New tax rules may help Hong Kong close gap with Singapore as destination for company headquarters
With many mainland Chinese firms starting to move overseas, Hong Kong has a chance to become the location of choice for their corporate treasury operations, analysts say
New tax rules coming into effect could give a boost to Hong Kong’s efforts to attract more multinational companies and Chinese enterprises to set up headquarters and treasury functions in the city, an area where it has been losing ground to Singapore for years.
Bankers warned however that it could be some time before Hong Kong sees the benefits.
Effective last Friday, qualified companies would receive a 50 per cent cut to profits tax, from 16.5 to 8.25 per cent and see all their interest expenses items become tax deductible this financial year, if they choose to set up a corporate treasury centre in Hong Kong.
The change eliminates an unfavourable tax regime on interest payments that had seen many big companies decamp to a more friendly Singapore, taking with them the foreign exchange, derivatives trading, risk management and funding operations as well as accounting, legal and financial and banking businesses they might bring.
Between 2005 and 2015, the number of headquarters of global companies in Singapore jumped from 3,600 to 12,600, according to Monetary Authority of Singapore and industry survey figures.
The new rules could help Hong Kong reverse such a trend, as is well timed as many mainland Chinese companies prepare to expand internationally.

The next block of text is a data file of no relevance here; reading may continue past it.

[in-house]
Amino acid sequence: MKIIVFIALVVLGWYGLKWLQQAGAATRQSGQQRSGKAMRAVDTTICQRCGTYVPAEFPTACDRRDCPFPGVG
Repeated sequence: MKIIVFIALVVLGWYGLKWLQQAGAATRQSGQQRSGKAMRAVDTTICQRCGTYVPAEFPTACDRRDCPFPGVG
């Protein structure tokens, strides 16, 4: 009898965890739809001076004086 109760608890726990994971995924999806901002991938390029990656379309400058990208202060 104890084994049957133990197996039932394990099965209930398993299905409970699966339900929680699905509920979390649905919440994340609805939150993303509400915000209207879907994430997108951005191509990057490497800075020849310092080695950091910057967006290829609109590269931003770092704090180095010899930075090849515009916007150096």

“Hong Kong needs to forge its position,” said Howard Yang, country head of Hong Kong for Citi’s Treasury and Trade Solutions.
“The two advantages of the city are in renminbi liquidity and the proximity to Chinese corporates. For most Chinese corporates on the path of internationalisation, Hong Kong will be their first choice as a destination. Hong Kong can capture these opportunities. With multinationals too, you can imagine they have a lot of yuan receivables from China.”
But Singapore’s early starter advantage means that it could take three to five years before Hong Kong catches up, Yang said.
“In the early stages of corporate treasury centre developments, the Singapore government was a lot more proactive in pushing for encouraging policies. In tax, staffing, policy stability matters, the overall competitiveness of Hong Kong was otherwise similar to Singapore. Most corporates at that point chose Singapore.”
Yang noted that some 100 company clients of Citi were looking to set up centralised operations for risk and cash management and local banking relationships, to improve efficiency in managing funding and interest costs. Half of them had chosen Hong Kong for their base.
Earlier, Norman Chan, chief executive of the Hong Kong Monetary Authority, who had led the lobbying for the tax changes over the past two years, expressed his optimism that the tax change would spur Hong Kong’s development as a place for a “headquarters economy”, and create great businesses and demand for banking, financing, risk management, taxation and legal advisory services.”
But Yang said another hurdle stood in Hong Kong’s way, the fact that Singapore has signed double taxation waiver agreements with some 70 countries around the world, while Hong Kong has only 32.
“These treaties have great implications on withholding tax: corporate loans and credit exposures would incur local tax. If I have a bilateral tax treaty with the place that I do business with, [withholding tax} could be waived.”